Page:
A Time to Scatter Stones
An old proverb says, "People who live in glass houses shouldn't throw stones." I ain't gonna lie; I should never throw stones, seeing as my house even has glass fixtures and furniture. As soon as my petty nature rises, I remember that at one point, I was the immediate past president of the "stay-doing dumbness" club!
I was thrown for a loop when I checked this week's topic. Before now, I had never considered what this contrasting season could mean. After all, Ecclesiastes 3 is merely that scripture we resort to at funerals. Otherwise, we quote any couplet of the fourteen whenever the need arises, according to our circumstances.
Staring at that line, 'a time to scatter stones,' had me a bit perplexed. First, the word 'scatter' means to throw in various random directions. Yet my childhood warning had me at odds with that thought. As children, we were often cautioned not to throw stones because they have no eyes! In other words, once released, their target is sometimes up to chance. Why, then, is Solomon telling us time is allocated for scattering stones? To scatter does not suggest any kind of order to me. To scatter anything, to me, spells chaos.
Right then, I couldn't help recalling the number of times the Bible refers to stones or rocks in some way. Most famously, David defeated Goliath with a small stone. This, though, was one of those cases where the rock understood the assignment. It also says to me that rocks aren't solely for building, but when used unconventionally, a rock becomes a weapon. So, I had to question, "Is 'throwing' a means of scattering?"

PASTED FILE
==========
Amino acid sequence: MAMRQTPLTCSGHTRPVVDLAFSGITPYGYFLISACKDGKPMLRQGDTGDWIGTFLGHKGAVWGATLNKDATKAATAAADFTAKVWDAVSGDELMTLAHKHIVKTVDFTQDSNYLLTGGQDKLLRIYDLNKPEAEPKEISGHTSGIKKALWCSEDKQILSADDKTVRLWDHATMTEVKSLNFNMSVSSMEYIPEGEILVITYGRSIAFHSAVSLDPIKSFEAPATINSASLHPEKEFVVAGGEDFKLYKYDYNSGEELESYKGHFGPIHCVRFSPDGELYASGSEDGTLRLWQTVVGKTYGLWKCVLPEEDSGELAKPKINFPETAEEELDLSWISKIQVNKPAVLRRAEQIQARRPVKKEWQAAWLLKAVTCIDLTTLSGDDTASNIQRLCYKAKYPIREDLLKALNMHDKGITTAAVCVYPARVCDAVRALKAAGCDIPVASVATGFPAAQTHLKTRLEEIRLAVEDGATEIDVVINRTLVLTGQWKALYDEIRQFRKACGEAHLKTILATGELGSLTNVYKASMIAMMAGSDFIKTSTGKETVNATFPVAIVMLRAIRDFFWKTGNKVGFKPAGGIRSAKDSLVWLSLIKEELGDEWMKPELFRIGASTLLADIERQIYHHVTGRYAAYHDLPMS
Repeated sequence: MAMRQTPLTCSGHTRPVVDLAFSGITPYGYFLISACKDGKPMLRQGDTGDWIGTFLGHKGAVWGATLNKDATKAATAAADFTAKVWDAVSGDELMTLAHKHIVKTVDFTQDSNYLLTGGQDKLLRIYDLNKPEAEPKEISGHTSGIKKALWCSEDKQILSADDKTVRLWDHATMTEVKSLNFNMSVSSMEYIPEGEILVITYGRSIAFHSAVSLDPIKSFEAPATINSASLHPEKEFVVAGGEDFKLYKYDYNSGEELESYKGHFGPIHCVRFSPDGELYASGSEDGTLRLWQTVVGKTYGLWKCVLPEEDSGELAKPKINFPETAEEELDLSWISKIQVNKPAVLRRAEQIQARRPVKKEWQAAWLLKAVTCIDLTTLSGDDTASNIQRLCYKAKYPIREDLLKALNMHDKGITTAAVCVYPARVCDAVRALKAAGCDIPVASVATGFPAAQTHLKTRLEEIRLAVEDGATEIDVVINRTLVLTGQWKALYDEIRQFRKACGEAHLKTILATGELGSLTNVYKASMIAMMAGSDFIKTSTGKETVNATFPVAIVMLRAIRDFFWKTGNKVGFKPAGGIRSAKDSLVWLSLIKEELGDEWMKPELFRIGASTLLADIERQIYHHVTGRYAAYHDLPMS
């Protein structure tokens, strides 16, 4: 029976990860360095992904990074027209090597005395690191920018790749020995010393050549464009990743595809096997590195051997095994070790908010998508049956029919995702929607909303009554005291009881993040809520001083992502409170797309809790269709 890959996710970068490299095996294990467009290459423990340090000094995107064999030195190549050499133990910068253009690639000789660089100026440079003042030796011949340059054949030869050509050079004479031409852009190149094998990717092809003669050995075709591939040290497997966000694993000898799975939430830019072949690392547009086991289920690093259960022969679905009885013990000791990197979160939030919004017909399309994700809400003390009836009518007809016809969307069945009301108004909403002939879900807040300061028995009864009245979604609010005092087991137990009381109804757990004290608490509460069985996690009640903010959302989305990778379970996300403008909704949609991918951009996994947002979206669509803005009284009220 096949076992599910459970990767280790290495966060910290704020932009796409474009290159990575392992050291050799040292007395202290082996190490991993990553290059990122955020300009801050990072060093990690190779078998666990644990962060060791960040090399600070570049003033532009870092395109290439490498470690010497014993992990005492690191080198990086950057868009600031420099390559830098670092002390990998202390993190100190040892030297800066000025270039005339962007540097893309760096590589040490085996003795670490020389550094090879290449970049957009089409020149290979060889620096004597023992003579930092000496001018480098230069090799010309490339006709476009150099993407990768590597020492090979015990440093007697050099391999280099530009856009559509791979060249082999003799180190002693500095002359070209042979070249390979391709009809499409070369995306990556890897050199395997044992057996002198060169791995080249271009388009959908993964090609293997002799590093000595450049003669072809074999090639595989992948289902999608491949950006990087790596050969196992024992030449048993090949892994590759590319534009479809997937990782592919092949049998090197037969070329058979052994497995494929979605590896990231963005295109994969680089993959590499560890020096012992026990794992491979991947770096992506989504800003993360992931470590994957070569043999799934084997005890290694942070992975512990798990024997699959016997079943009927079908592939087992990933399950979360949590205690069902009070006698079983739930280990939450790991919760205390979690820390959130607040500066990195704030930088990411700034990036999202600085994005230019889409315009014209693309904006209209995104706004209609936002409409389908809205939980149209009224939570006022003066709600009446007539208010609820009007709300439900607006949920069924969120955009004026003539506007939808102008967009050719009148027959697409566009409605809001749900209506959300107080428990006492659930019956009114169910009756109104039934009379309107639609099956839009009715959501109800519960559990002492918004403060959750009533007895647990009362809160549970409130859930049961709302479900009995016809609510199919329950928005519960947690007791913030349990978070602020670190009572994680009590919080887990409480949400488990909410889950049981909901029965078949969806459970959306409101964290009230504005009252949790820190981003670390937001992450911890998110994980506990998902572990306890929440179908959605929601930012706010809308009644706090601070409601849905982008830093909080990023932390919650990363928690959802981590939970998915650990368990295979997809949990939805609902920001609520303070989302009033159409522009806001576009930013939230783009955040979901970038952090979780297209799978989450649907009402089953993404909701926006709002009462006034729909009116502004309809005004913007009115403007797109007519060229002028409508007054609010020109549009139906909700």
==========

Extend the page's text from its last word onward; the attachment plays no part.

In simplest terms, rocks are made of stone and minerals. Therefore, we can conclude that all stones are rocks, but not all rocks are stones and that a stone is smaller than a rock. I want to clarify so that my interchanging of these words is not lost in translation.
As I tried to understand how this phrase applies to life, I had to seek my higher authority. Based on new testament readings, in one instance, the Christian life can be likened to gardening. In a nutshell, stones had their uses, but when it came to gardening, the stone was, no doubt, a hindrance.
Mark's account of the parable of the sower says: "Other seed fell on shallow soil with underlying rock. The seed sprouted quickly because the soil was shallow. But the plant soon wilted under the hot sun, and since it didn't have deep roots, it died."
Mark 4:5-6 NLT
Without fear of contradiction, I can be set in my way—cemented in a strong and wrong position. Then what does life do? You've guessed it, demolish me. I mean, bulldoze me to ground zero. In haste, I want to be rid of all the stones. I want to have them carted off by the demolition crew. But it's in that rubble that lies the bits of stone suitable to help me rebuild.
When we examine the concept of scattering, we see that we do this act when things need to be loosened up, pulled apart, or dissected. While we may not phrase it exactly the same in other cases, it essentially means the same thing.
For instance, when your car's engine malfunctions, you disassemble it to diagnose the problem and then reassemble it in working order. It wouldn't run any better if you just left it on the garage floor in pieces. Or when you cut open the human body to remove the cysts, or fibroids or whatever. Afterwards the incision must then be carefully sewn up to restore the organism's health, which depends on connection and cannot survive repeated "loosening up." Both of these instances involved professionals who specialized in the issue at hand.